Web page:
If you're a mid-market organization that's about to go through a digital and business transformation, there are nuances that are unique to mid-market companies. Here at Third Stage, most of our clients are mid-market organizations.
By mid-market, I mean, somewhere between 100 million US dollars in revenue per year and a billion dollars. Big enough to not be small, but not so big as a multinational, multi-billion-dollar conglomerate.
When a mid-size organization is going through a digital transformation, there's a lot of distinctions to be aware of.
One of the first steps in a successful digital transformation at a mid-size organization is to find the right technology. It's important to look at the different types of enterprise technologies available in order to find the most effective system or systems that are going to enable growth and help achieve future growth strategies.
This recommendation applies to any size organization, whether small or a large, multinational, fortune 500 company.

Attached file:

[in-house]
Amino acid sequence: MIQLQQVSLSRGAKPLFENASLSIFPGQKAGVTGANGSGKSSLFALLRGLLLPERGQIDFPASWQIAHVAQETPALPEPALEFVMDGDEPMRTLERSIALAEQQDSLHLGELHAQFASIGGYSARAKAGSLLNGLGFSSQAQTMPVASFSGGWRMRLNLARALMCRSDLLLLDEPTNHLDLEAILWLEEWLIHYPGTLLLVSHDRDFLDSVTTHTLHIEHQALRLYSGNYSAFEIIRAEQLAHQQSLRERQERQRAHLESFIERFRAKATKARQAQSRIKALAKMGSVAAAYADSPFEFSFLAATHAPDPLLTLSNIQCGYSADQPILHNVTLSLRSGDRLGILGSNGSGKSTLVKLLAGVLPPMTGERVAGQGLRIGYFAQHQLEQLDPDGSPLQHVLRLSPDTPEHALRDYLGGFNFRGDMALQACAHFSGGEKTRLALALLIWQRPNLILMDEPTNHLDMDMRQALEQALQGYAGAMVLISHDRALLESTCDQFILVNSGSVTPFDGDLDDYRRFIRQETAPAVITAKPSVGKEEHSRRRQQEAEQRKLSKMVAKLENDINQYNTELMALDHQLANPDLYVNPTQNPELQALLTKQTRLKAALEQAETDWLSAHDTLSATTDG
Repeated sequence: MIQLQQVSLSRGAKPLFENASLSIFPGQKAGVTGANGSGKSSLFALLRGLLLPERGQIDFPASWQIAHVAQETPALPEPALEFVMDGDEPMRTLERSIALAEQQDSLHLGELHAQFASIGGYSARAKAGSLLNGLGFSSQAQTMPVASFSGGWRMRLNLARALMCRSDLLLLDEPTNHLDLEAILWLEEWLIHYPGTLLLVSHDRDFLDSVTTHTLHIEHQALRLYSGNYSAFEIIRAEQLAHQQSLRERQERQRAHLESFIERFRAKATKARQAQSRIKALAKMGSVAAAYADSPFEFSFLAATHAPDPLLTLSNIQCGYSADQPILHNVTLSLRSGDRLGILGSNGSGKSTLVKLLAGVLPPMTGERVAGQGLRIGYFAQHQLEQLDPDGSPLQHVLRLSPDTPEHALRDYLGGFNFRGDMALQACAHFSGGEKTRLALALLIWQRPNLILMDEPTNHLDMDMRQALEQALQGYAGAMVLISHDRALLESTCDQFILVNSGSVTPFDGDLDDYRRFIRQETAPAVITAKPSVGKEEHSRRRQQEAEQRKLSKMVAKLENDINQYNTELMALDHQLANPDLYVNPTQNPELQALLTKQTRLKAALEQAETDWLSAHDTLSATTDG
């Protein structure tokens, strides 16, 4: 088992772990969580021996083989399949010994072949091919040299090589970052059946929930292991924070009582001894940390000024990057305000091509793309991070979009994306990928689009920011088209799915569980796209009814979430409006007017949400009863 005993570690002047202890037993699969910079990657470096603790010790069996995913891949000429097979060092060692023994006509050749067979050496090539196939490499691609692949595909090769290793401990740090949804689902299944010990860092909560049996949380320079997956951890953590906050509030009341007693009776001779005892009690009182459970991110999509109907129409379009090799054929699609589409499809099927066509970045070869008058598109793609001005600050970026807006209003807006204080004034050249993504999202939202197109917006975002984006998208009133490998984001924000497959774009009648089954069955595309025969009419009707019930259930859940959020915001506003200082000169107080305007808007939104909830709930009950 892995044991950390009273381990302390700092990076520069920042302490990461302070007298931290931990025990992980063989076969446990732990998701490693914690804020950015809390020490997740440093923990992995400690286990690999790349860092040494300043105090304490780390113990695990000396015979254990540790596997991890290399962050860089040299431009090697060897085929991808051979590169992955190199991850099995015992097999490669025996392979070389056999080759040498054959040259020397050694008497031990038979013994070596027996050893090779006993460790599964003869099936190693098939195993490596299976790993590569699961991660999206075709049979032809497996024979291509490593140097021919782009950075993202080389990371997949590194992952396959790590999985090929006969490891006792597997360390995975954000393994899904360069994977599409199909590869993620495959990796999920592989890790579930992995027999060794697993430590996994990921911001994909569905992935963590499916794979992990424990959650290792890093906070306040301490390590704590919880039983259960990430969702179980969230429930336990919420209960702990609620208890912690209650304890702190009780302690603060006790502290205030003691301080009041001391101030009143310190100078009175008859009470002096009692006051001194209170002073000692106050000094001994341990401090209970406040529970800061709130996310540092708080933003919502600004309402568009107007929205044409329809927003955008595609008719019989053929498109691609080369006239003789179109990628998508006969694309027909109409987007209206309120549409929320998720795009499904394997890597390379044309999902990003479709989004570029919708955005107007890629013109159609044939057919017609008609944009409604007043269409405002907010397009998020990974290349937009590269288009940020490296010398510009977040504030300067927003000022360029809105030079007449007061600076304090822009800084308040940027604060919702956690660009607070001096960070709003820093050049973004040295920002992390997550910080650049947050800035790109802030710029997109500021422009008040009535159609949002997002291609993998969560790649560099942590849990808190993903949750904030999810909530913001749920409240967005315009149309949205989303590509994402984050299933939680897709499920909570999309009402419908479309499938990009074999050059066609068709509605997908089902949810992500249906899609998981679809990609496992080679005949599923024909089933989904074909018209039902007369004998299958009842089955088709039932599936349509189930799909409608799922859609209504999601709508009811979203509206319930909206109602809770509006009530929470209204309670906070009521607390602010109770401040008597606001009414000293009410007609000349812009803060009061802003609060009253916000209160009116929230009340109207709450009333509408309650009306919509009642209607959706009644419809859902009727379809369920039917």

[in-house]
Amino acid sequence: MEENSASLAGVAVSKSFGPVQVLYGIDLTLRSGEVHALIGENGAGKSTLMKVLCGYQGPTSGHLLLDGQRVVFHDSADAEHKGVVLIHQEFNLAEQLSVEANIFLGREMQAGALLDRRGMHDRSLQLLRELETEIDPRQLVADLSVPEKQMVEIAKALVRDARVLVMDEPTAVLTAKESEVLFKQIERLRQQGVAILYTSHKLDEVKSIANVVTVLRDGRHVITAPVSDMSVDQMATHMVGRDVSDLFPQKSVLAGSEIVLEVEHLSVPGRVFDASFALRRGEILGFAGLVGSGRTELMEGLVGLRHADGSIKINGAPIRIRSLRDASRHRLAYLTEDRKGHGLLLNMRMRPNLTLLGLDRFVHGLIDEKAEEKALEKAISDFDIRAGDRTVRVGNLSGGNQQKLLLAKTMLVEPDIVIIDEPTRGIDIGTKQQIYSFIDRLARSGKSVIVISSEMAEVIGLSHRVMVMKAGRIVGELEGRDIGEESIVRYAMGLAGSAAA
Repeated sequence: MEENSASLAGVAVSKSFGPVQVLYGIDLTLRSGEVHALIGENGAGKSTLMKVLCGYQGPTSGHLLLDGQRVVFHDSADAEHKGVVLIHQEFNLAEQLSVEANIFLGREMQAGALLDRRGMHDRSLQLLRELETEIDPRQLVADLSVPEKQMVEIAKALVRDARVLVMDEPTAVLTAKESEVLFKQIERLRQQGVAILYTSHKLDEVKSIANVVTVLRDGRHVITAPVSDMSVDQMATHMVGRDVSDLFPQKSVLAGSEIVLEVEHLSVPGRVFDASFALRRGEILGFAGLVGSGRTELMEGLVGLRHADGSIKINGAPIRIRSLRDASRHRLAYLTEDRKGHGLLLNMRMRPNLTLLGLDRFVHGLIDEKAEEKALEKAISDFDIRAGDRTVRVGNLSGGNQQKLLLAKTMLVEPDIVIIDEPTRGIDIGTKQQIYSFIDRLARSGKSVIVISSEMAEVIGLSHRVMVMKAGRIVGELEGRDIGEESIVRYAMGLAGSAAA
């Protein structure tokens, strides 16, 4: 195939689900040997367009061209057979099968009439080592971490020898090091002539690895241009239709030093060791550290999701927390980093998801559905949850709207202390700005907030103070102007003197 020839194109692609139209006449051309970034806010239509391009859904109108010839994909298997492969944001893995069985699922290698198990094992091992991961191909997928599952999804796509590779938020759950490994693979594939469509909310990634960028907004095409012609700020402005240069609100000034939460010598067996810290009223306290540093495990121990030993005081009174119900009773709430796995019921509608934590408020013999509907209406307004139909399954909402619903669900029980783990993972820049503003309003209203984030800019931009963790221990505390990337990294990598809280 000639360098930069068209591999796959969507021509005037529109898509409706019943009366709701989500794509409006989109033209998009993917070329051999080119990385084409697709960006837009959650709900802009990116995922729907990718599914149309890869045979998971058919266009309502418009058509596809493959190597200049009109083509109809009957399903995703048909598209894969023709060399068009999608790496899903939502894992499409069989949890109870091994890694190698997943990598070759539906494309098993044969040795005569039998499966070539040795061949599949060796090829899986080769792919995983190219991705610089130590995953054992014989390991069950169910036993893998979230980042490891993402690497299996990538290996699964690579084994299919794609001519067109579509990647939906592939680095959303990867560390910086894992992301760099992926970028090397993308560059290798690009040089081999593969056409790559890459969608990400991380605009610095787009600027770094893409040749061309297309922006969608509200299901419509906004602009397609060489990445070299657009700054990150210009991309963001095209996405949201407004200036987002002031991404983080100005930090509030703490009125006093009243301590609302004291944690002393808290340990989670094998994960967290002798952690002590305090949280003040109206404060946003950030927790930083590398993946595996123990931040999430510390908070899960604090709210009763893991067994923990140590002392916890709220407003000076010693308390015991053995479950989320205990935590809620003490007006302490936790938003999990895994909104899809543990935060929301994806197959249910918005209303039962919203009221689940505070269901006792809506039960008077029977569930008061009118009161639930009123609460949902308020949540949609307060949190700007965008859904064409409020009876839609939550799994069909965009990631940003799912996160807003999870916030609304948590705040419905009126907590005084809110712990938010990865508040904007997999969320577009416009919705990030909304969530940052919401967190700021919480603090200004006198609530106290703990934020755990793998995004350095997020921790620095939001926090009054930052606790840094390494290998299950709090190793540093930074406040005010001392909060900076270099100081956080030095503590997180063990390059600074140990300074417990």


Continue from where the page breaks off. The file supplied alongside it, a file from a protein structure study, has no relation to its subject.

With mid-size organizations, the options are a bit different. Mid-size organizations are typically big enough that they can't go with a small, basic vanilla system, but they're not big enough necessarily to justify some of the biggest, most complex systems in the market.
The key here is to make sure the focus is on the best fit systems that are most suitable for the mid-market. Now, in the ERP space, which is enterprise resource planning, the different types of software technologies are oftentimes broken up into tiers.
In the mid-market, the tier three systems are typically too small, and oftentimes, the tier one players are too big, although that's not always true. Mid-size organizations that aspire for aggressive growth and try to scale to reach the next level of success might consider a tier one system.
This leaves a broad range of options out there, everything from all the tier two systems like Epicor, N4, Microsoft Dynamics, and Sage. There are also tier one option like SAP S/4HANA and Oracle Fusion. It’s important to remember, looking at the right options in the marketplace is the first step.
Now, with a mid-market organization, it's vital not to only look at ERP systems but also a best-of-breed approach. For example, having a core back-office financial system and but implementing a separate system that handles CRM, sales, and customer service.
There is also an option to have a different system that handles HR vs. a system for supply chain management. It is key to make sure that the right types of systems fit the organization’s strategies.